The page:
Austin’s new homeless policy under fire from governor, businesses

Marjorie Kamys Cotera for The Texas Tribune

By Bethany Blankley | The Center Square

After Austin’s mayor and the City Council rescinded a ban on homeless encampments in June, a public uproar ensued over a potential public health crisis, and brought national attention to the state’s capital.

Since June, Austin residents have attended numerous town hall meetings, testifying to the harmful consequences of the decision, which allows individuals to sleep in public areas next to residential neighborhoods, elementary schools, businesses and elsewhere.

More than 34,000 Austin residents signed a petition demanding the ordinance be changed.

Their cries echo those of the University of Texas police chief, who wrote an open letter to Austin Mayor Steve Adler urging him to reverse the decision “for the sake of students’ security.”

After months of hearings, petitions and protests, the City Council and Mayor Steve Adler took a five-week break, pledging to discuss the issue in September, which didn’t happen. Now the issue of homeless encampments is slated to be addressed Oct. 17.

Homeless encampments have sprung up all over Austin, primarily under the highway overpasses including the Interstate 35 double-decker, which cuts through the heart of Austin blocks away from the state capitol, the University of Texas, and near numerous businesses.

Tired of delays and expressing concerns for citizens, Gov. Greg Abbott said he would “unleash the full authority of every state agency to protect the health and safety of all Texans” if the City Council does not fix the problem by Nov. 1.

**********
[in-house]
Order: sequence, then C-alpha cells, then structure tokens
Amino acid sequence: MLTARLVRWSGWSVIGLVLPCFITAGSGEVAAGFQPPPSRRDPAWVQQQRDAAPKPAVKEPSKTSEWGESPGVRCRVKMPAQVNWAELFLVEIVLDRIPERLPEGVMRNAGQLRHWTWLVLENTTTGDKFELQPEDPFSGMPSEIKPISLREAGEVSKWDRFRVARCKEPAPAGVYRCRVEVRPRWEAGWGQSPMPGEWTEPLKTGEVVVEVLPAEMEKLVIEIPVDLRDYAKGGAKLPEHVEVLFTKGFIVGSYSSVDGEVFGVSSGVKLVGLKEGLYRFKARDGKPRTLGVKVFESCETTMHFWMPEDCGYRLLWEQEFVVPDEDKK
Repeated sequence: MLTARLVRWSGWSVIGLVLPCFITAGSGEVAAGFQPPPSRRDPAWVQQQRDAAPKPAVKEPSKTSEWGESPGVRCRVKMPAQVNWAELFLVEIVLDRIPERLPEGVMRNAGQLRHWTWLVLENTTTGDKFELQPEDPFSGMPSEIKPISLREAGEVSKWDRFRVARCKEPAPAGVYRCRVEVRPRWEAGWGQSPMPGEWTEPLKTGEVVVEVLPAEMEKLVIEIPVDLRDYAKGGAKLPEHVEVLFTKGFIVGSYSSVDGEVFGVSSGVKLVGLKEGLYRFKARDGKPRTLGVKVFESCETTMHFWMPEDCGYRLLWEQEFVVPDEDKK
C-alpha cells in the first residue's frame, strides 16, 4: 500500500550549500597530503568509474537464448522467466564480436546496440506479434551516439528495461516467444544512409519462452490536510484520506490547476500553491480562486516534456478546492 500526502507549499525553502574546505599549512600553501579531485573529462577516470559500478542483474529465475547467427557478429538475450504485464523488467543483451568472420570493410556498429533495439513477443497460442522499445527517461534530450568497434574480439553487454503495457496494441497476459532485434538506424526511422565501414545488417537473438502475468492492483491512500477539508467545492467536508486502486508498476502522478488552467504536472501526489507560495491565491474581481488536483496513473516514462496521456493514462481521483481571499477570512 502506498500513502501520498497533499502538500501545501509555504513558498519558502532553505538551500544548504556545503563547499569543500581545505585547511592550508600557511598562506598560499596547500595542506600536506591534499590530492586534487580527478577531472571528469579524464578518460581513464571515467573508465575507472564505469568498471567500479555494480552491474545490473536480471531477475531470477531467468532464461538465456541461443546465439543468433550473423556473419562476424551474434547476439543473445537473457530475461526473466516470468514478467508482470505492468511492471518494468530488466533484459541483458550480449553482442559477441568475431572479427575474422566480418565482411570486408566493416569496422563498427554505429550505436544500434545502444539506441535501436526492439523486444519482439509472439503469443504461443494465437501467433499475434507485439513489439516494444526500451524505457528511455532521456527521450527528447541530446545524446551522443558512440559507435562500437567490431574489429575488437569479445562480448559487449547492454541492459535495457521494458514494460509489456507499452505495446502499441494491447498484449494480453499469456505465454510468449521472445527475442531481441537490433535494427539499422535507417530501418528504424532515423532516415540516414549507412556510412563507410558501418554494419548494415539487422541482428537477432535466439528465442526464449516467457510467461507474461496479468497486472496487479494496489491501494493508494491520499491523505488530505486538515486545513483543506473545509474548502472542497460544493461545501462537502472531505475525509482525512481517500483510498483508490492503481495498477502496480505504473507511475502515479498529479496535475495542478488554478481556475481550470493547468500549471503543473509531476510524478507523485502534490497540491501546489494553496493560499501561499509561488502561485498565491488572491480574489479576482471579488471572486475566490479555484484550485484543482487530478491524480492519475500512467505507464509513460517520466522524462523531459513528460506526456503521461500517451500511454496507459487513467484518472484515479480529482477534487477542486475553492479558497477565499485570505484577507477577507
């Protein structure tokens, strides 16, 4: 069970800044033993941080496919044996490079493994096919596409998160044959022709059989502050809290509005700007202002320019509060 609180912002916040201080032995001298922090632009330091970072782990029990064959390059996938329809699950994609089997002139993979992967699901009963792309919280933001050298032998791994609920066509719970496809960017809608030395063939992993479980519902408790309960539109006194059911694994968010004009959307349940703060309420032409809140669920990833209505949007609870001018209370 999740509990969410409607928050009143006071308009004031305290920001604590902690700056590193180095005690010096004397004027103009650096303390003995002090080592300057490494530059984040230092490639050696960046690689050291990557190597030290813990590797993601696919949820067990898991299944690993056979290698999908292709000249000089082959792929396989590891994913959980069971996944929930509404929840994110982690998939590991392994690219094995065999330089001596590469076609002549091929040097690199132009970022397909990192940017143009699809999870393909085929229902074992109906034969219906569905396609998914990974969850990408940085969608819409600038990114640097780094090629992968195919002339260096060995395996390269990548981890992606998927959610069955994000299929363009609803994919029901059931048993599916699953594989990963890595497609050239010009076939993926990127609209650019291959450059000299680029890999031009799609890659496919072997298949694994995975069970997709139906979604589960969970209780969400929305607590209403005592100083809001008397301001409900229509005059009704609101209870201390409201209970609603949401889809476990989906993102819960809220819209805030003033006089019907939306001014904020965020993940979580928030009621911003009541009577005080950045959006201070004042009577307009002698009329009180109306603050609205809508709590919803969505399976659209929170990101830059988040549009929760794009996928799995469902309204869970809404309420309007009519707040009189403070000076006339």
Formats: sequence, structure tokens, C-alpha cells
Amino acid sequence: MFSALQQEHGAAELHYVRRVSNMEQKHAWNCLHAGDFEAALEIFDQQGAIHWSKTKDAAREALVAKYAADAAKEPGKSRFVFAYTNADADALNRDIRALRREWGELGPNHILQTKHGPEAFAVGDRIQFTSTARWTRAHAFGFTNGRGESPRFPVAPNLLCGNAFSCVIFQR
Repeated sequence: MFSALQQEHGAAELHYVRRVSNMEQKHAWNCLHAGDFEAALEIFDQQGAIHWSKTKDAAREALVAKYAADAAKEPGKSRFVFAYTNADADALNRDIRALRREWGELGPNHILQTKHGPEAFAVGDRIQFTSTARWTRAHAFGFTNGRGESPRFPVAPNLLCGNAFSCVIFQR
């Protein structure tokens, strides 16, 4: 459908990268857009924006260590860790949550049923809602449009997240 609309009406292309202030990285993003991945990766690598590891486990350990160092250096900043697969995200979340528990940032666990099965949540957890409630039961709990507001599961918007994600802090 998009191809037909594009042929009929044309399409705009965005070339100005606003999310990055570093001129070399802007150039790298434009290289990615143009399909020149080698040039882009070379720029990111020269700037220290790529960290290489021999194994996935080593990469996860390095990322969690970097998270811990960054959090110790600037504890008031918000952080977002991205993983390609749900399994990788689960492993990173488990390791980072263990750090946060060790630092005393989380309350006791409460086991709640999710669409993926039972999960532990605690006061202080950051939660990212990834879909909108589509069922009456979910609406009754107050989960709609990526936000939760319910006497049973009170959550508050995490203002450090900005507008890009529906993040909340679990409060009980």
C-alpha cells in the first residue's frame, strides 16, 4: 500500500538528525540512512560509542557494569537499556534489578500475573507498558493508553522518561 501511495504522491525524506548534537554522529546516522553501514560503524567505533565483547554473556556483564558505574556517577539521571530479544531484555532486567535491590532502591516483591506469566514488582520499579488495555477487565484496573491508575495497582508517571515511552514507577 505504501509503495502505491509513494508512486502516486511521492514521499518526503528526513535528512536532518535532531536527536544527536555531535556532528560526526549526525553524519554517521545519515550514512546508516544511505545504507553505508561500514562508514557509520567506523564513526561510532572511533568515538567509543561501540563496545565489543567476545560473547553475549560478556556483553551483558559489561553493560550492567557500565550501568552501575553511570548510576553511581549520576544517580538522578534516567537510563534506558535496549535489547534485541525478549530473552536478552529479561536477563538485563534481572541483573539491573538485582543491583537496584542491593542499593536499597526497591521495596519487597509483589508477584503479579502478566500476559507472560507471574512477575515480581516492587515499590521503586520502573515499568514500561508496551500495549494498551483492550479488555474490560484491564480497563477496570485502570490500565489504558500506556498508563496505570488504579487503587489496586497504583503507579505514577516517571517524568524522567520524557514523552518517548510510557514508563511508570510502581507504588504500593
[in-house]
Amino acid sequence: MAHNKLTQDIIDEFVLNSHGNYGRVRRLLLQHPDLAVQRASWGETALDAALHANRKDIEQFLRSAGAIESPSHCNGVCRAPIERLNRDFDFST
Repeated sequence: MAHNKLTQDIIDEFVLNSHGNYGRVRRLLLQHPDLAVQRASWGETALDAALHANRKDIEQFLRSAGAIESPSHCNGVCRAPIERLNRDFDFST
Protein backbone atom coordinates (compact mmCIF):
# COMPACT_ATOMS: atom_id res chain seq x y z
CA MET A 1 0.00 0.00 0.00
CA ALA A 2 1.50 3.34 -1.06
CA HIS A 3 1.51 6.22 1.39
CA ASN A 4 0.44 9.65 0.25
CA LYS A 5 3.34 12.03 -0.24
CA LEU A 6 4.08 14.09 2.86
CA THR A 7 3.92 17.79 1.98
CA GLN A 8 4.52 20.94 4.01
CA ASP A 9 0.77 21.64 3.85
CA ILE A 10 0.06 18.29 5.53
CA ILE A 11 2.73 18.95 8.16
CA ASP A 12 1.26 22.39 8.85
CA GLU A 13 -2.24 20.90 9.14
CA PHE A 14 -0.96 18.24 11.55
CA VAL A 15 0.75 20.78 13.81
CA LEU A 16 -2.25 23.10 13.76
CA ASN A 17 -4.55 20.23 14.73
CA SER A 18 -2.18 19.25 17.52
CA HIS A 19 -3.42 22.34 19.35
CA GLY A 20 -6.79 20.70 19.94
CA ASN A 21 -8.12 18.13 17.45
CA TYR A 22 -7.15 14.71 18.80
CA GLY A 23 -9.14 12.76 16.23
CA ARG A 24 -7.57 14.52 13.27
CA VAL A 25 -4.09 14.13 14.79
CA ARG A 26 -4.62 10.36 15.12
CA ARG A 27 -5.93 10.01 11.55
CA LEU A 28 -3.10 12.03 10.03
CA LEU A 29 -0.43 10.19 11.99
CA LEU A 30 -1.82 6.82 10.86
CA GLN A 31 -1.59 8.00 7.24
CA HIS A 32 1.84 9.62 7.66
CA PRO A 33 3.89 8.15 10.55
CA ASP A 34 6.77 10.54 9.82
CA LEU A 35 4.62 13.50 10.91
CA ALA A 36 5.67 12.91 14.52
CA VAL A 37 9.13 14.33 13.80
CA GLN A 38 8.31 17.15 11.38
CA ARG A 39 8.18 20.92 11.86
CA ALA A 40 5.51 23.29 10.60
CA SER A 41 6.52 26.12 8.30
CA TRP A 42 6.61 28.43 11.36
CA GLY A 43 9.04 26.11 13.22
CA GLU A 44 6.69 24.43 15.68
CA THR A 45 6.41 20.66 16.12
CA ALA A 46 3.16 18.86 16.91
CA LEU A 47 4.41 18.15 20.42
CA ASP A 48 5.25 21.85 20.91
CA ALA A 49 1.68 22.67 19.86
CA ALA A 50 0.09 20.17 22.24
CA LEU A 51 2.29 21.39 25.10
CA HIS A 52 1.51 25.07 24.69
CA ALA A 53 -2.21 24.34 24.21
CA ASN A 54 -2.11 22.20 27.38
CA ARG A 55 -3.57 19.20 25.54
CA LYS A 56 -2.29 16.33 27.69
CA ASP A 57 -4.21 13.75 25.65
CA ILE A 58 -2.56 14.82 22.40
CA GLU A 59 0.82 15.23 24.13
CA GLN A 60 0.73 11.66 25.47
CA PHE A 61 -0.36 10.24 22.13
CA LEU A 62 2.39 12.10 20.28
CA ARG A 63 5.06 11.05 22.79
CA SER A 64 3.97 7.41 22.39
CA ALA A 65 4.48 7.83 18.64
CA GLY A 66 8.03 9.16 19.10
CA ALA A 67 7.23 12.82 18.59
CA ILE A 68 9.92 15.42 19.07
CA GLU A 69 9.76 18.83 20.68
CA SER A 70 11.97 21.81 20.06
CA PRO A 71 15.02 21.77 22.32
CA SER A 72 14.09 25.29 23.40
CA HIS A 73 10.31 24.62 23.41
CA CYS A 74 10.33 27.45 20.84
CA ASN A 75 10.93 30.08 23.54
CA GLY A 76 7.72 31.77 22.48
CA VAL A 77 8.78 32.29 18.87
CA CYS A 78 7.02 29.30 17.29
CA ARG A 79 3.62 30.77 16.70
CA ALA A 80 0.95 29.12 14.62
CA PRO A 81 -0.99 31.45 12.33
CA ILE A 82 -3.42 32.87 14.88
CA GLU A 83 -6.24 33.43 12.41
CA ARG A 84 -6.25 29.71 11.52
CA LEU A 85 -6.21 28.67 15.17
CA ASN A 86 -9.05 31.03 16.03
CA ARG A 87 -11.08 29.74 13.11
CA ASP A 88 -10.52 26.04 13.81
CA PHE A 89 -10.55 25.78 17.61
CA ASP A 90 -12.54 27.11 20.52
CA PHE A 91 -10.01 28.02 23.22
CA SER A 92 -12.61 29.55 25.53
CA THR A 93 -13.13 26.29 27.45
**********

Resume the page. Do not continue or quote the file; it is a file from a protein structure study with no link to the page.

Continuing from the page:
“Further inaction by you and the Austin City Council will leave me no choice other than to use the tools available to the state of Texas to ensure that people are protected from health and safety concerns caused by the Austin homeless policies,” Abbott’s open letter to Adler warned.

Abbott’s call came days after U.S. Congressman Chip Roy also sent a letter to the mayor.

“The ordinance is a lazy approach to dealing with homeless individuals in our community,” Roy, who represents most of Austin, said. “The new ordinance undermines security, harms private property of our citizens, hurts commerce, and endangers those it purports to help – the homeless.”

“It is bad enough to essentially give up on the homeless community by encouraging people to set up tents on the streets, but the city council’s new policy also negatively impacts Austin residents, as well as tourists and visitors,” Roy said. “Allowing homeless people to sleep in nearly all public spaces can lead to increased risks of violence, crime, health issues, and other negative consequences.”

“Some businesses are struggling to keep sidewalks clear,” Abbott said at a press conference Wednesday. “Some homeowners feel threatened. Some homeless are interfering with sidewalks, with street and with rights of way. Feces and used needles are accumulated at alarming rates.”

State agencies that would be tasked with cleaning up Austin include the Texas Department of Public Safety, the Texas Commission on Environmental Quality, the state Health and Human Services Commission, and the Texas Department of Transportation.

Democratic Councilman Greg Casar called the letter a threat of “some kind of martial law situation.”

Democrat Councilwoman Delia Garza said Abbott’s “threatening letter and fearmongering about our most vulnerable Texans” was a political ploy designed to score “more political points than, say, reforming gun laws.”

While some people “read this letter as a …threat,” Adler said he took it seriously and chose “to read this letter as an offer of assistance.”

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